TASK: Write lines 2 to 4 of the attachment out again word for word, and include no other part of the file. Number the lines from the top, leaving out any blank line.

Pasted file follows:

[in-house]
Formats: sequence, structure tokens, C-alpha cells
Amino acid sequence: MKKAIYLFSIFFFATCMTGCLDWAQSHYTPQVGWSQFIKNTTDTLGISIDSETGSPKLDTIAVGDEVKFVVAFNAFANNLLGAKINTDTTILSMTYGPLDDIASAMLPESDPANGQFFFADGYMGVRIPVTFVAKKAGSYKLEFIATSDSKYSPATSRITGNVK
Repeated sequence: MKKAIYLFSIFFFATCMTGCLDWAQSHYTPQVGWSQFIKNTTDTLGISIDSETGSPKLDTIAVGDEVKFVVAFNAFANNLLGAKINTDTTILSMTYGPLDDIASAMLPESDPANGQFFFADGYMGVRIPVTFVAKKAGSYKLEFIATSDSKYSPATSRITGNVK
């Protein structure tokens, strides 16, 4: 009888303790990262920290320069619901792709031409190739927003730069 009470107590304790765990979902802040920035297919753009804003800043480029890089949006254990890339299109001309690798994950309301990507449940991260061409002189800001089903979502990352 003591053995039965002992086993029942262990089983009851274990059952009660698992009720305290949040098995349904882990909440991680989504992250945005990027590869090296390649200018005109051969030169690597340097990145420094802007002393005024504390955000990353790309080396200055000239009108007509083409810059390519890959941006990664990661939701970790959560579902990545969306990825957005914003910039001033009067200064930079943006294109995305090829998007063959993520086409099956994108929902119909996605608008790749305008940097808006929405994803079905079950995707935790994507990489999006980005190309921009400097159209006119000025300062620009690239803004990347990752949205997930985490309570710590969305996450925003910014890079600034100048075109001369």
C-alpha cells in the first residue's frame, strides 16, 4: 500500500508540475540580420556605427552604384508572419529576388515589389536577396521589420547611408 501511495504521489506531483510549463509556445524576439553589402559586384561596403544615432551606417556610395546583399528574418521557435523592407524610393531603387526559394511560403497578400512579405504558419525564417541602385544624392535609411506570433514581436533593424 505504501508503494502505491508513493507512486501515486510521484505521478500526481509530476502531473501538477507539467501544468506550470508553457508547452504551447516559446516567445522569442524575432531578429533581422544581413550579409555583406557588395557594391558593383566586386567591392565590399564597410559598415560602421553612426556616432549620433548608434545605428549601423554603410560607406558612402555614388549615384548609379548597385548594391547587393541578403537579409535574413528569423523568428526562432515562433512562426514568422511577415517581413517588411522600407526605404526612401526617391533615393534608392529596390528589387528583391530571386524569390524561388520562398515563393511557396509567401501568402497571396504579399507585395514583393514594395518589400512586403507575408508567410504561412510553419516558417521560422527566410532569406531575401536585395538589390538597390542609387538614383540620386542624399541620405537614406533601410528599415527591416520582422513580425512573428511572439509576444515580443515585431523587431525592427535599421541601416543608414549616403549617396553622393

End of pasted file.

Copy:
Formats: sequence, structure tokens, C-alpha cells
Amino acid sequence: MKKAIYLFSIFFFATCMTGCLDWAQSHYTPQVGWSQFIKNTTDTLGISIDSETGSPKLDTIAVGDEVKFVVAFNAFANNLLGAKINTDTTILSMTYGPLDDIASAMLPESDPANGQFFFADGYMGVRIPVTFVAKKAGSYKLEFIATSDSKYSPATSRITGNVK
Repeated sequence: MKKAIYLFSIFFFATCMTGCLDWAQSHYTPQVGWSQFIKNTTDTLGISIDSETGSPKLDTIAVGDEVKFVVAFNAFANNLLGAKINTDTTILSMTYGPLDDIASAMLPESDPANGQFFFADGYMGVRIPVTFVAKKAGSYKLEFIATSDSKYSPATSRITGNVK